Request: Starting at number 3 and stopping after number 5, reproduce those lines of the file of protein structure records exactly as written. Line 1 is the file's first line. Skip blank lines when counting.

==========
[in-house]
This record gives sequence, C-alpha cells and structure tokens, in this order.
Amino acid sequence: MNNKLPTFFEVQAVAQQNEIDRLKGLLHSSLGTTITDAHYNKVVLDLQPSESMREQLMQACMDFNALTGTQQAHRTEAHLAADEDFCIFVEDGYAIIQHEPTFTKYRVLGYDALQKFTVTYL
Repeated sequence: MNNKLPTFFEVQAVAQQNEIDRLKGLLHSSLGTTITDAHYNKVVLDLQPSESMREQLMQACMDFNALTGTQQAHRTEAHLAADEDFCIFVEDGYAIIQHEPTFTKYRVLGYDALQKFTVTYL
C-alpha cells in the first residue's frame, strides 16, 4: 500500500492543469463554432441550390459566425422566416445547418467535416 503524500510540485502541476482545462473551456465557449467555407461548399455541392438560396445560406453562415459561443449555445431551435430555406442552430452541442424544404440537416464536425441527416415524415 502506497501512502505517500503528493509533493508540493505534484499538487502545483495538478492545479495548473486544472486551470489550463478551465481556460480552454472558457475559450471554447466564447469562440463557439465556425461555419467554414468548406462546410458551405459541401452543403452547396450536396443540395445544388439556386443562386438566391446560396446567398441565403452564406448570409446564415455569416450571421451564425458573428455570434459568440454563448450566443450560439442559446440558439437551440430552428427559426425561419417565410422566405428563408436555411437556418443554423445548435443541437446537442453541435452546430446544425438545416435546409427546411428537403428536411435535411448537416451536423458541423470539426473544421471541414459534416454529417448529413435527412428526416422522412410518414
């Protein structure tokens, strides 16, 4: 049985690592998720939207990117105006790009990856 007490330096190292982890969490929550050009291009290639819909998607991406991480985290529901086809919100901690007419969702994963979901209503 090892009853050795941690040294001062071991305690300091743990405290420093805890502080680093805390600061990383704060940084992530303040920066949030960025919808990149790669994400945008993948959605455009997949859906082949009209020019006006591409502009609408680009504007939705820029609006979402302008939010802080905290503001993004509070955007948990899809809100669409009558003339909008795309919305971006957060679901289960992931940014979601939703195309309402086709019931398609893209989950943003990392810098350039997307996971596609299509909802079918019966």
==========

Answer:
Amino acid sequence: MNNKLPTFFEVQAVAQQNEIDRLKGLLHSSLGTTITDAHYNKVVLDLQPSESMREQLMQACMDFNALTGTQQAHRTEAHLAADEDFCIFVEDGYAIIQHEPTFTKYRVLGYDALQKFTVTYL
Repeated sequence: MNNKLPTFFEVQAVAQQNEIDRLKGLLHSSLGTTITDAHYNKVVLDLQPSESMREQLMQACMDFNALTGTQQAHRTEAHLAADEDFCIFVEDGYAIIQHEPTFTKYRVLGYDALQKFTVTYL
C-alpha cells in the first residue's frame, strides 16, 4: 500500500492543469463554432441550390459566425422566416445547418467535416 503524500510540485502541476482545462473551456465557449467555407461548399455541392438560396445560406453562415459561443449555445431551435430555406442552430452541442424544404440537416464536425441527416415524415 502506497501512502505517500503528493509533493508540493505534484499538487502545483495538478492545479495548473486544472486551470489550463478551465481556460480552454472558457475559450471554447466564447469562440463557439465556425461555419467554414468548406462546410458551405459541401452543403452547396450536396443540395445544388439556386443562386438566391446560396446567398441565403452564406448570409446564415455569416450571421451564425458573428455570434459568440454563448450566443450560439442559446440558439437551440430552428427559426425561419417565410422566405428563408436555411437556418443554423445548435443541437446537442453541435452546430446544425438545416435546409427546411428537403428536411435535411448537416451536423458541423470539426473544421471541414459534416454529417448529413435527412428526416422522412410518414